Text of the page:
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Warm salad of Nolans Road chickpeas, kale and Greek yoghurt

We love our Nolans Road organic Kabuli chickpeas – they’re so fresh they only need about half the cooking time of normal chickpeas – and so worthwhile doing from scratch! Dee Nolan suggests soaking and cooking heaps more than you need, then freezing the rest for another time as they’re easily resurrected!

ourkitchengarden.net

Fresh from the garden: kale, carrots, garlic, mint, coriander, lemon
Recipe source: inspired by the recipes of Yotam Ottolenghi

Equipment:

  • Bowls – glass, large, small
  • Saucepans – med, large & heavy
  • Sieve & colander
  • Chopping board & knife
  • Salad spinner
  • Peeler
  • Garlic press
  • Measures – ½ cup, 1/3 cup, tablespoon, teaspoon
  • Scales
  • Mezzaluna
  • Citrus juicer
  • Serving bowls
Ingredients:

  • 200g dried chickpeas
  • 1 teaspoon bicarbonate of soda
  • A large handful kale leaves
  • 1/3 cup olive oil, plus extra to finish
  • 3 medium carrots
  • 1 teaspoon caraway seeds
  • 1 garlic clove
  • A small handful mint
  • A small handful coriander
  • 1 lemon
  • Cooking salt, flaked salt and black pepper
  • 1/2 cup Greek yogurt

What to do:

  • Soak the chickpeas overnight in plenty of cold water with a teaspoon of bicarb.*
  • Next day, drain, rinse and simmer them in a big saucepan or about 25 minutes in fresh ­water until tender, then drain.
  • Meanwhile, half-fill the smaller saucepan with water and a teaspoon of salt and set it to boil.
  • Strip the kale leaves from the stalks, discarding the stalks. Roll the leaves up and cut into fine ribbons, then blanch them in the boiling water for 5 minutes. Drain then refresh under cold running water and squeeze dry.
  • Meanwhile peel then chop the carrots into small dice.
  • Wash and spin the mint (picking the mint leaves) and coriander, then finely chop.
  • Cut the lemon in two and squeeze one half. Peel then crush the garlic clove.
  • Heat up the olive oil in a large saucepan. Add the carrots and caraway seeds and sauté for 5 minutes on medium heat. Add the kale, the drained chickpeas and continue cooking for another 5 minutes.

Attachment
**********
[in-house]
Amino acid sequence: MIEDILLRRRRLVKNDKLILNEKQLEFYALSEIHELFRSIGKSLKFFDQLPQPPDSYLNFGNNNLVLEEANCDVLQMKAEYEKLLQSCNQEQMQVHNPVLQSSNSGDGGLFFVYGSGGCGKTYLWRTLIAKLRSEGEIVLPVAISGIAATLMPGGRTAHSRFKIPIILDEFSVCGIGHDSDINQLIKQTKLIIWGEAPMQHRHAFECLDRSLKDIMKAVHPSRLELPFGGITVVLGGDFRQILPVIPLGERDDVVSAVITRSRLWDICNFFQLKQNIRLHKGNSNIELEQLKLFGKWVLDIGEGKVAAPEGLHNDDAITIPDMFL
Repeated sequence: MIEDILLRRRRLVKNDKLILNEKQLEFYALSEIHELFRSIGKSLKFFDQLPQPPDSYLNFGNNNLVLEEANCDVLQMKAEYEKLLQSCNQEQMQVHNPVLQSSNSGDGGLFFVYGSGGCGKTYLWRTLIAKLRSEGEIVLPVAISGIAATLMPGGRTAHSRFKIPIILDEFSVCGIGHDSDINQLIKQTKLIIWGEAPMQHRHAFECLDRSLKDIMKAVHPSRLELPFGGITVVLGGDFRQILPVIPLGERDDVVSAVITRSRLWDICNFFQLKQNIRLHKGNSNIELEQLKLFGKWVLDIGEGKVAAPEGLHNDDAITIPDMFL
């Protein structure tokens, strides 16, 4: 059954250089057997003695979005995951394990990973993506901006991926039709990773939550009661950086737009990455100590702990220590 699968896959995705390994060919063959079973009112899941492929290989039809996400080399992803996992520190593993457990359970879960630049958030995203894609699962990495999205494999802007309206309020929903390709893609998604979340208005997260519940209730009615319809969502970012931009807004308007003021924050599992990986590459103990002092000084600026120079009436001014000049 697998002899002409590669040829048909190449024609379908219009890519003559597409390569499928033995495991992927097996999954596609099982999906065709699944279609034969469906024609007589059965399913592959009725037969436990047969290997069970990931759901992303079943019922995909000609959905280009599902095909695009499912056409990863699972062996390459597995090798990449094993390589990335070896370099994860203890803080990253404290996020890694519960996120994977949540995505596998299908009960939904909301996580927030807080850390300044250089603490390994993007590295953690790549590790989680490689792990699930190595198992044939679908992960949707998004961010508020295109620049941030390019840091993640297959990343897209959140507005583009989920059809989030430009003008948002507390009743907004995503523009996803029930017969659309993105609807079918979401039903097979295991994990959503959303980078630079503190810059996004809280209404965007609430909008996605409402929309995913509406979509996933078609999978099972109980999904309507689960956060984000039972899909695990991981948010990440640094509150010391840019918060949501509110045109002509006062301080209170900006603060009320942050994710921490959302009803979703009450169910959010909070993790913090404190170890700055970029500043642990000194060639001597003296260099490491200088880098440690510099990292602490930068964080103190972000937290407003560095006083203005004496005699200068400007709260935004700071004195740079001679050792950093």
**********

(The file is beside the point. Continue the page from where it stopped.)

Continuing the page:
• Now add the garlic, herbs, a tablespoon of lemon juice and a sprinkle of salt and pepper. Remove from the heat and leave to cool for a few minutes. Taste and adjust the seasoning.
  • To serve, mix together the yogurt with a tablespoon of olive oil and another sprinkle of flaked salt and pepper. Pile the vegetables on serving dishes and spoon the yogurt on top. Sprinkle with freshly ground pepper and serve.

 Notes: Why do we soak the chickpeas overnight? What are other names for chickpeas?

*If you forget to soak the chickpeas the night before (as I have done in the cottage on more than one occasion (!) then boil the chickpeas for an hour and then leave them to soak in that same liquid for another hour. Drain, rinse, and then cook as above…

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Our Bondi olives

These olives were picked from our own trees here at Bondi at the end of February and beginning of March this year. They spent about 2 months brining, both black and green, separated by harvest date & slit on two sides – the first week with a daily change of 1/3 of a cup of salt to a litre of water & then a weekly change of the same… In 2013 we harvested about 4.5kg of black and green combined & they have been brining for 2 months. This recipe is for preserving some olives & eating the rest – the jars of olives are even better after a week & will last undisturbed in the cupboard for at least 12 months; once opened will last for about a month in the fridge.

ourkitchengarden.net

Our olives!

Fresh from the garden: olives, rosemary, thyme, sage
Recipe source: Melissa
Makes: 3 jars plus a bowl to eat!

Equipment:

  • Slotted spoon
  • Paper towel
  • 3 small jars with metal lids
  • Knife – small
  • Baking tray
  • Saucepan
  • Oven mitts
  • Small ladle
  • 4 little bowls to serve with separate bowls for pits
Ingredients:

  • 500g black & green olives in brine
  • 1 sprig of rosemary
  • 2 sprigs of sage
  • A small handful of thyme sprigs
  • 4 garlic cloves
  • 1 orange
  • 2 teaspoons fennel seeds
  • 1 teaspoon coriander seeds
  • ½ teaspoon chilli flakes
  • 4 bay leaves
  • 2 or 3 cups extra-virgin olive oil

What to do:

  • Preheat oven to 160°C.
  • Thoroughly wash jars and lids in hot soapy water, rinse well and leave upside down to drain.
  • When the oven is ready, place jars right-side up on the baking tray and slip into the oven for 5-10 minutes until totally dry. Wipe the lids with paper towel to make sure perfectly dry.
  • Meanwhile scoop olives out of the tub and into the colander with the slotted spoon and rinse in cold water, checking each olive and discarding any that are mushy. Pat dry with paper towel.
  • Wash and thoroughly dry all the herbs and strip the leaves from their stalks.
  • Peel the garlic cloves and gently crush each clove with the back of a knife to break.
  • Carefully slice 1 cm-wide strips of zest from the orange, trying to take just the peel and none of the white pith.
  • Pour the olive oil into the saucepan and add the olives, herbs, chilli, bay leaves, fennel seeds, garlic and orange strips. Heat over medium-low heat until warm & smelling lovely.
  • Using oven mitts slide the tray of jars out of the oven. Using the ladle, carefully fill each jar with a good combination of olives, herbs, spices, orange peel, and garlic. Fill right to the top with olive oil and then seal each with its lid.